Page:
10. Never hunt right in a bedding area or right on a trail. Deer are very familiar with these areas and will notice something out of place just like you would if someone rearranged your bedroom furniture. I like to stay 50 yards away from a bedding area and about 20 yards off of a trail.
  11. Practice shooting often, before and during the season. All the above work won't help you if you miss the deer and educate them in the process.
  12. Once a deer is shot, wait a minimum of a half hour before climbing out of your stand. Once you climb out of your stand go to where the deer was shot. If using archery equipment, inspect the arrow if it has bubbly blood you have a lung shot and the deer is probably not far. If you find anything less than bubbly blood on an arrow then give a few hours before starting the tracking process. If you see food or anything green on the arrow you have gut shot the animal and need to wait until tomorrow to track the deer.
  13. Tracking a deer is really a lot of fun. Remember the hunt is still on until you have the deer motionless in front of you. Try to keep talking and noise to a minimum. Even if you know that your deer is down keep the area minimally disturbed for future hunts. Go to the place where the deer was shot. Take your survival bag with you. Follow the blood trail into the woods and place a piece of T.P. (toilet paper) on tree limbs as you go to give an easy reference point should you loose the blood trail. Also, this makes leaving the woods in the dark safer. Don't get too upset if at some point you seem to have lost the trail. Many times deer bound and jump over logs which seems to scatter the blood and decrease it temporarily. When you notice the trail is thin on blood, search the area in a small circle paying close attention to leaves that seem to be at a deers chest height. Gradually widen you circle until you pick up the trail again. If this doesn't work, then go back to the last know blood and place a T.P. marker there. Look around and see if there is a place that seems to be a path of least resistance. The deer will likely go in that direction. If multiple choices apply follow each for a short distance. IF AT ANY TIME YOU SEE WHERE A DEER HAS BEDDED DOWN (big pool of blood) and then got up and moved again. BACK OUT OF THE WOODS and return in the morning. You are chasing the deer and going any further will only push them deeper into the woods. A deer can go an awful long way despite being injured. I have seen deer that had two broken legs make it hundreds of yards in only a few minutes. So try not to push them. They often seem to run out of blood when on the run. Remember that.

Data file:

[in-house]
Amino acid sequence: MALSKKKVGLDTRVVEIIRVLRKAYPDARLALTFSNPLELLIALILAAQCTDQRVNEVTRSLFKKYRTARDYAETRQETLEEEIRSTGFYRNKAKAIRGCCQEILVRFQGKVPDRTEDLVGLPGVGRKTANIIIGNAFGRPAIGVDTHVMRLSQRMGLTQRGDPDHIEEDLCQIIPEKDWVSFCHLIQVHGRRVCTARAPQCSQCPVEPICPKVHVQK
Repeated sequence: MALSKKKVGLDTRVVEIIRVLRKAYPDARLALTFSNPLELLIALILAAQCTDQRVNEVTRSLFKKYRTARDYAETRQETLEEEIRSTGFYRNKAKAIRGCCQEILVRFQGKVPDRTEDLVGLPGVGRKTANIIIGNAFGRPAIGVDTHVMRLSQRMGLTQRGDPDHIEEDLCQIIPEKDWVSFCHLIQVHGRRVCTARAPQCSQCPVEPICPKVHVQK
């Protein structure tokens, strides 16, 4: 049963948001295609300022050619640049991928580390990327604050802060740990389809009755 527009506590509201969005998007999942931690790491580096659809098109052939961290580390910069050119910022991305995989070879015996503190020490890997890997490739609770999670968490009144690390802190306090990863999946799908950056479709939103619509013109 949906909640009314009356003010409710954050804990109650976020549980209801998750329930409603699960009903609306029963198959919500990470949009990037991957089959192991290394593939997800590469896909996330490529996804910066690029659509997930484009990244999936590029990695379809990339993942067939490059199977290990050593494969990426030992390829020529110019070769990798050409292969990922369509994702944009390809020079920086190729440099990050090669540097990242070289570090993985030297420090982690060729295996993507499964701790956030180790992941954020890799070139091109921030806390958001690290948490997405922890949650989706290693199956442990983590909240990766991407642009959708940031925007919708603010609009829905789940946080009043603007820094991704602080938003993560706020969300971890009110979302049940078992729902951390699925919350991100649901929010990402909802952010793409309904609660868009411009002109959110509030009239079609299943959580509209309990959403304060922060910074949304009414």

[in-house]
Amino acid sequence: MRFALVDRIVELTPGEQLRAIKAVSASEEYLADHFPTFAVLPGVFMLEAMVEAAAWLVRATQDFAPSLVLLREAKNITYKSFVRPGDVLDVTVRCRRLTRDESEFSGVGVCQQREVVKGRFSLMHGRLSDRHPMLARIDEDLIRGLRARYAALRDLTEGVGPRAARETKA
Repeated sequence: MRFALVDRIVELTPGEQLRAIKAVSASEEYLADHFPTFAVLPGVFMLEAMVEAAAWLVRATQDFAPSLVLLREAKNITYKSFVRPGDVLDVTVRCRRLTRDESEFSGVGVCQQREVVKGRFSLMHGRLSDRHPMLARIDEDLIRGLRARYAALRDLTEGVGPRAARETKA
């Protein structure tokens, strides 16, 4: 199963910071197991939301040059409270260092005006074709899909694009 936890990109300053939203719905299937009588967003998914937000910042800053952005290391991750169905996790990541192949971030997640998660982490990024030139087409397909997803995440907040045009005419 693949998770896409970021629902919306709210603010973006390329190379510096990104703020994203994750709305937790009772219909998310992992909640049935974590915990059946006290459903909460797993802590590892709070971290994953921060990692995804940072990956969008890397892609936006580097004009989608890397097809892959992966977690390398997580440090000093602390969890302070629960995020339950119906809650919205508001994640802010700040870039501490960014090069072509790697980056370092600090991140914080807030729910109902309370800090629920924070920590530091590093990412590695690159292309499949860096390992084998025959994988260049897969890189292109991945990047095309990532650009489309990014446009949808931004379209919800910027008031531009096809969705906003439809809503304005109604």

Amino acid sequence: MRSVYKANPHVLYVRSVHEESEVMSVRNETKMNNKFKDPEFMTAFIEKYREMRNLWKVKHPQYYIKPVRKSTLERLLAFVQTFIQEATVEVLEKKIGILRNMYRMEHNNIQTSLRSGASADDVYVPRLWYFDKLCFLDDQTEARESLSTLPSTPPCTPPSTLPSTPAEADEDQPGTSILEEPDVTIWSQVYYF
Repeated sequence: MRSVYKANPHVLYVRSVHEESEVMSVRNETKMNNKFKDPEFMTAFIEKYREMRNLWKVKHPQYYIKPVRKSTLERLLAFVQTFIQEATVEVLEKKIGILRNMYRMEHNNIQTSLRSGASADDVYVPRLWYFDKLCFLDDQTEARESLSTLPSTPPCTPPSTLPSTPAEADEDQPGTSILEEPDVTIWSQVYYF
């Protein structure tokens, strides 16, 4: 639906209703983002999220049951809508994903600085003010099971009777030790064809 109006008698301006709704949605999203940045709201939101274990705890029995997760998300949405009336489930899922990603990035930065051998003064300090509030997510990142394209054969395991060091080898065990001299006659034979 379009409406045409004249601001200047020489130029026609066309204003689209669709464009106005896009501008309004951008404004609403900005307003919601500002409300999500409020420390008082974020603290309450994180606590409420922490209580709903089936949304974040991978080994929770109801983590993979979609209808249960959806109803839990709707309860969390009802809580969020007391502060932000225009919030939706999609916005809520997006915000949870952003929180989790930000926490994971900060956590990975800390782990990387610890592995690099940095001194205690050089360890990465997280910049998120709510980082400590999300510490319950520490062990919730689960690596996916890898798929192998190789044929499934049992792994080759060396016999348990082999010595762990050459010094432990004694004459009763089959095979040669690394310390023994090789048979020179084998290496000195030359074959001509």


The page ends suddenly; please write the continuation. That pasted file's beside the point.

14. Once you have found your deer it is time to tag it. Do this before anything else. Use a knife to cut the appropriate dates into the tag and cut a whole in a does ear and tie it using a piece of string. For a buck just tie it to the antler.
  15. Gut the deer. Probably better to have someone show you this first. There is a ton of information that can be gained from your local DNR (Department of Natural Resources) aka, game warden. Most hunting regulation manuals include a step by step for those without someone to teach them. If you are unable to find this information. I will gladly write more on the subject.
  16. Place a roped deer drag around the deers neck and pull them out of the woods following the trail of T.P. to get back to your hunting spot. A headlight is awful handy here. Do what works for you.
  17. Be safe, and remember accidents can happen so be wise and plan for them.
  18. Enjoy this awesome sport. There are many rewards that we get from hunting. Keep at it and it will get easier. There is a slight learning curve. It just takes a little time to get the basics and a lifetime to perfect them.
  19. Once you become a successful hunter consider sharing your passion with others who don't hunt. Hunting can use all the support that it can get from non-hunters. Be mindful of your comments and flashing gore around town. Most non-hunters will be offended by a detailed description of your harvest or a public display of the same. Be proud of your sport but respect others in the process. Let's give hunters a good name and not a bad one.


Fred Gill said...

Interesting blog. This is one of my favorite blog about hunting and I also want you to update more post like this. Thanks for sharing this article.

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Jade Graham said...

Depending on the terrain, landscape and hunting pressure around your area the deer may be a bit harder to find this time compared to earlier in the season. Deer Scent Reviews